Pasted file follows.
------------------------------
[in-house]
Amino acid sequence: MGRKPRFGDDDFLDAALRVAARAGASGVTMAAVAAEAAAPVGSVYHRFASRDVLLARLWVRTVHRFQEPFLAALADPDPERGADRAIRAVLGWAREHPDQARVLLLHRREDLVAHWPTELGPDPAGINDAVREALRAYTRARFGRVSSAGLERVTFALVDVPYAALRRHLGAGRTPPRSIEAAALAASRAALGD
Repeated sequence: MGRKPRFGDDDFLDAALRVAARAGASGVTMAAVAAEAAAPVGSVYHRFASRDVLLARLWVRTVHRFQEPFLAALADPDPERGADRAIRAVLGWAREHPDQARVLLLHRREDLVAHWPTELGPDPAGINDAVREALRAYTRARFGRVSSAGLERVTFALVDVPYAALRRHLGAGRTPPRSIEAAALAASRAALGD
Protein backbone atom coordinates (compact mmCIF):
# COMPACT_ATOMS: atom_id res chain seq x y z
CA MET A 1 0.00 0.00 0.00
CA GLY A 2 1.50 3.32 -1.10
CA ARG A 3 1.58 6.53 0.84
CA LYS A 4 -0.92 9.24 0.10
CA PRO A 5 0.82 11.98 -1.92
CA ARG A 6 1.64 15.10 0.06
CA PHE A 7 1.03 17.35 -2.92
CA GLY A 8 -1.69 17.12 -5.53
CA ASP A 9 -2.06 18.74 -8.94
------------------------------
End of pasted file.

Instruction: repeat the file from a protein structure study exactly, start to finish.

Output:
[in-house]
Amino acid sequence: MGRKPRFGDDDFLDAALRVAARAGASGVTMAAVAAEAAAPVGSVYHRFASRDVLLARLWVRTVHRFQEPFLAALADPDPERGADRAIRAVLGWAREHPDQARVLLLHRREDLVAHWPTELGPDPAGINDAVREALRAYTRARFGRVSSAGLERVTFALVDVPYAALRRHLGAGRTPPRSIEAAALAASRAALGD
Repeated sequence: MGRKPRFGDDDFLDAALRVAARAGASGVTMAAVAAEAAAPVGSVYHRFASRDVLLARLWVRTVHRFQEPFLAALADPDPERGADRAIRAVLGWAREHPDQARVLLLHRREDLVAHWPTELGPDPAGINDAVREALRAYTRARFGRVSSAGLERVTFALVDVPYAALRRHLGAGRTPPRSIEAAALAASRAALGD
Protein backbone atom coordinates (compact mmCIF):
# COMPACT_ATOMS: atom_id res chain seq x y z
CA MET A 1 0.00 0.00 0.00
CA GLY A 2 1.50 3.32 -1.10
CA ARG A 3 1.58 6.53 0.84
CA LYS A 4 -0.92 9.24 0.10
CA PRO A 5 0.82 11.98 -1.92
CA ARG A 6 1.64 15.10 0.06
CA PHE A 7 1.03 17.35 -2.92
CA GLY A 8 -1.69 17.12 -5.53
CA ASP A 9 -2.06 18.74 -8.94